“I’d put it this way – Duane is a gifted leader and he has been able to transfer those skills to the nonprofit arena well,” said Jack Evans, chairman of the Hall-Perrine Foundation in Cedar Rapids. A longtime friend of Mr. Smith who has shared pheasant hunting trips and whose son works at TrueNorth, Mr. Evans has had plenty of chances to observe his leadership style.
“He’s a gentleman who is very organized, can outline a vision and can bring a group together to realize that vision,” Mr. Evans said. “He knows who the players can be and he can outline the mission…. He’s just a gentleman with a big heart.”
Mr. Smith’s nonprofit work has taken him into board leadership roles at Tanager Place, the Cedar Rapids Metro Economic Alliance Policy Board, and more recently, the foundation for the University of Northern Iowa, his alma mater, among others. He is also chairman of the Motor Carriers Safety Foundation, an organization he helped start about six years ago.
Self-knowledge is important in understanding how to give back, Mr. Smith said.
“In a perfect world, if you can understand and embrace what you are exceptionally talented at, your influence will be at its highest,” he said.
Sharing entrepreneurial lessons
One of the reasons for Mr. Smith’s influence is his success – and some setbacks – in his many entrepreneurial ventures apart from TrueNorth.
Mr. Smith has invested and held leadership roles in all kinds of businesses, ranging from security companies to car washes to real estate. At present, Duffy’s Collectible Cars, a classic car business he acquired not long ago, is one of his passions, and he often finds himself compulsively scrolling classic car websites to find good purchases.
“I think at some point, I was probably involved in 10 or 12 companies in an ownership capacity, and half of them would come in every month and drop off a check,” Mr. Smith recalled. “The other half would come every month and ask for another check, and I thought, ‘why is there always one group that’s successful, growing the business and not creating noise, and another where there’s always a high level of noise and some excuse?’”
He concluded that there were five characteristics that differentiated the successful: A strong vision, leaders who can communicate the vision and instill confidence to execute it, a sound process or blueprint to execute the vision, strong management to oversee that process, and a dedicated team of employees or contractors to deliver the service or product.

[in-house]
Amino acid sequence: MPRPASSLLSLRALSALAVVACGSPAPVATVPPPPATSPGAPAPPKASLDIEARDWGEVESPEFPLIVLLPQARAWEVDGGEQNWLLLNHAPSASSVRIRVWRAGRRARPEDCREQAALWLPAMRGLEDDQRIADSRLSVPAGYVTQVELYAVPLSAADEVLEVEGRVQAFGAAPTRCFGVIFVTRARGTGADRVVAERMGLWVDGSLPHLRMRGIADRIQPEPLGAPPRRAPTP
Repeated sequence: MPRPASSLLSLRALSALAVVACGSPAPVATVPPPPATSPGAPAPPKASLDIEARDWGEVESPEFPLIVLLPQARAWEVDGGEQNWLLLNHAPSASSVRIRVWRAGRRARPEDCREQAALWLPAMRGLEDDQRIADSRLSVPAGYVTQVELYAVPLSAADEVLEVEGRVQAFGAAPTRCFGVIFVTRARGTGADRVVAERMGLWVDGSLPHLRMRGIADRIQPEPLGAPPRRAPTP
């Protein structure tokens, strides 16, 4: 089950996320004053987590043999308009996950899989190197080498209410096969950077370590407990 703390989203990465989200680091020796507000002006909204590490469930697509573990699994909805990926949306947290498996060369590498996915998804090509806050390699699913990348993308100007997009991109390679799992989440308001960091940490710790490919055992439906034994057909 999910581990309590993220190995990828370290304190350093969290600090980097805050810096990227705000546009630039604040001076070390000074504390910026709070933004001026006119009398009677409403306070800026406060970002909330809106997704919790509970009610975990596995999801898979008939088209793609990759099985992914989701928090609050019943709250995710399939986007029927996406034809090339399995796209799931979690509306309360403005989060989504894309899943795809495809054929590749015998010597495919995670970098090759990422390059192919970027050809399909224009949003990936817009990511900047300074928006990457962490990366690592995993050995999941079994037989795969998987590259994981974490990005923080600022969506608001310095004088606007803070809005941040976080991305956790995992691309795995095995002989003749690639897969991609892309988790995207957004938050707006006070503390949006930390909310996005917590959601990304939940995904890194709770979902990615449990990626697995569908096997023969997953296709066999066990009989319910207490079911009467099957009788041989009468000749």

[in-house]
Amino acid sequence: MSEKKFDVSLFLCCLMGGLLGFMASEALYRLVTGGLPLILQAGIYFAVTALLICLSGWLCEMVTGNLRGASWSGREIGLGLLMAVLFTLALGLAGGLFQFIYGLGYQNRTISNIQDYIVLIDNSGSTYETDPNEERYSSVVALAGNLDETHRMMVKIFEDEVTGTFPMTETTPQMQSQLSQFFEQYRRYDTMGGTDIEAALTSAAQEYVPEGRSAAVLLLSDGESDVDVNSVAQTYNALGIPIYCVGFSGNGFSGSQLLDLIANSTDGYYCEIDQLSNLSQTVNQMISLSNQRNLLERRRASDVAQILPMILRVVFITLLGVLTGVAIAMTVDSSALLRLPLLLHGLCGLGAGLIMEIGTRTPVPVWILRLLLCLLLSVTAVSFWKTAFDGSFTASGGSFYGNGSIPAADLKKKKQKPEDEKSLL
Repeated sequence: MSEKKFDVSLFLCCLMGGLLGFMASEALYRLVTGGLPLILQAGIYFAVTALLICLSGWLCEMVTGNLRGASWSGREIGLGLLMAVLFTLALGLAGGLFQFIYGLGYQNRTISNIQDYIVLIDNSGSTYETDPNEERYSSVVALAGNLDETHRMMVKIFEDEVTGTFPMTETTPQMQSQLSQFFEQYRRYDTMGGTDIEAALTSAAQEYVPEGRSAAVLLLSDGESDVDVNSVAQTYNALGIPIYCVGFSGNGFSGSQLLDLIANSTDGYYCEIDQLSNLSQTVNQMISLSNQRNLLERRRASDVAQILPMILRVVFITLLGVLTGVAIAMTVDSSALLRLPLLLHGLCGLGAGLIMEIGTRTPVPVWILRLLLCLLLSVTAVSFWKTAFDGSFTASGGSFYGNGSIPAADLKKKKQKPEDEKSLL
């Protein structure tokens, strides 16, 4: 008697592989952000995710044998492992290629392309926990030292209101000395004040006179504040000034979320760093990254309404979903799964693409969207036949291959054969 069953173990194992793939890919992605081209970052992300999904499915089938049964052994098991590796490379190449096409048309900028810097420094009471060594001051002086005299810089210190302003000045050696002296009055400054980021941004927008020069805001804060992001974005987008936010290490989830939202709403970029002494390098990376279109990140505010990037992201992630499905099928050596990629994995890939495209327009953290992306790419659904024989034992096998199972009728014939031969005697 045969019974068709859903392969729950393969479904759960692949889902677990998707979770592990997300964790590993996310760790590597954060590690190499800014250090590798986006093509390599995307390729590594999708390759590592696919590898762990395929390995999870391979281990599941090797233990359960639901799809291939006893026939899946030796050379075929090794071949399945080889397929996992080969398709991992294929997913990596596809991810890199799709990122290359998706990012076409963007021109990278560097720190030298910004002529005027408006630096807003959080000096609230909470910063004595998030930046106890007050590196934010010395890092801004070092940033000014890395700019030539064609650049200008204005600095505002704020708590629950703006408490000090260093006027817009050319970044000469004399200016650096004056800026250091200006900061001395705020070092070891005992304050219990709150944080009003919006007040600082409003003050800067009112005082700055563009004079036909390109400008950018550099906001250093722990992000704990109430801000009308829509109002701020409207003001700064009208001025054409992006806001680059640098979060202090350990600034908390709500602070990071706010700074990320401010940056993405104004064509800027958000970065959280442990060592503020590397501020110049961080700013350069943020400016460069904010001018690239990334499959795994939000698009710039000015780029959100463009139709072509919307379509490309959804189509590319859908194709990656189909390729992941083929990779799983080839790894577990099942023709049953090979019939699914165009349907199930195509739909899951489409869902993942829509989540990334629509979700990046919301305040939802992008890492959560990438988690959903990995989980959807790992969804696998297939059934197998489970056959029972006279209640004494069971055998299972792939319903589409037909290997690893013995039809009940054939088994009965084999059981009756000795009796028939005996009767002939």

That realization came about after many mistakes that Mr. Smith tries to remember and not forget. He calls them “tuition payments.”
“When I’m trying to influence somebody, I probably talk about my mistakes more than I do my accomplishments,” he said. He admits that the expense is harder to embrace than a real college tuition payment, but adds, “as long as you’re learning from it, you get a return.”
Some of the many lessons include knowing what to expect.
“As an entrepreneur, you go through different ceilings of complexities,” Mr. Smith said. “And you either have to decide how to scale the wall, sell or plateau.”
Such “fork-in-the-road” moments can shake your confidence, he added, leaving hard questions about whether to continue investing, to try to reach another level in sales, or to come up with new solutions for clients when it can require considerably more investment and energy.
“Now, we understand that’s just another evolution you go through,” Mr. Smith said, adding they’ve even coined a term for it at TrueNorth: “permanent whitewater,” a reference to the wild ride rafters experience going through rapids.
“There’s always whitewater,” he explained. “And you’re always kind of looking for this pool of tranquility. But in this day and age for most businesses, those pools of tranquility are few and far between.”
A big transition ahead
As he hits age 62, Mr. Smith is now facing the mandatory age to begin turning over his leadership seat at TrueNorth under the system that was developed to make it a legacy business.
Two years ago, the company named Jason Smith, Mr. Smith’s son, as president, and announced that he would take over as CEO in 2020 after about a decade growing TrueNorth’s Transportation Division, which serves the insurance needs of trucking companies.
Interviewed last year, Jason said he’s had plenty of experience of his own, and tells people it feels like he’s worked “with” rather than “for” his father. He is constantly aware of his father’s example, however.
“One of the things that makes him a phenomenal leader is that he’s always coming at it from a perspective of respect and ‘how do I help other people grow?’” Jason Smith said.
In his early 50s, Duane Smith said he realized that TrueNorth was too reliant on decisions made by him, a point that was driven home when he arrived at his office door one day to find a sign on it saying “Judge Wapner,” – the name of the dictatorial judge who decided every case in the reality TV show “The People’s Court.”
Since then, he’s been working to create a more self-managed environment where people are free to make their own decisions, based on TrueNorth’s Critical Indicators. He didn’t know at first if Jason wanted the CEO’s seat, and it took him about six months of deliberation to decide he wanted to take on the challenge of leading the enterprise. Then, a four-year plan was created to ensure he was ready for the responsibility when he assumed the CEO role.
“We’ve moved responsibilities to him, so my schedule’s much freer, his is not as free, and the goal is in January that he will take over,” Duane Smith said. When that happens, he and his wife are planning an extended vacation, but then he’ll be back on an almost daily basis as chairman, hoping to spend even more of his time mentoring employees, on nonprofit roles, and continuing to oversee his other businesses.
He’s far from done, but he feels like many of his biggest plans have been rewarded.
“I’ve been able to put a goal out there,” he said. “And then, with the help of others, put together a plan, so that actually, a lot of those dreams became reality.” CBJ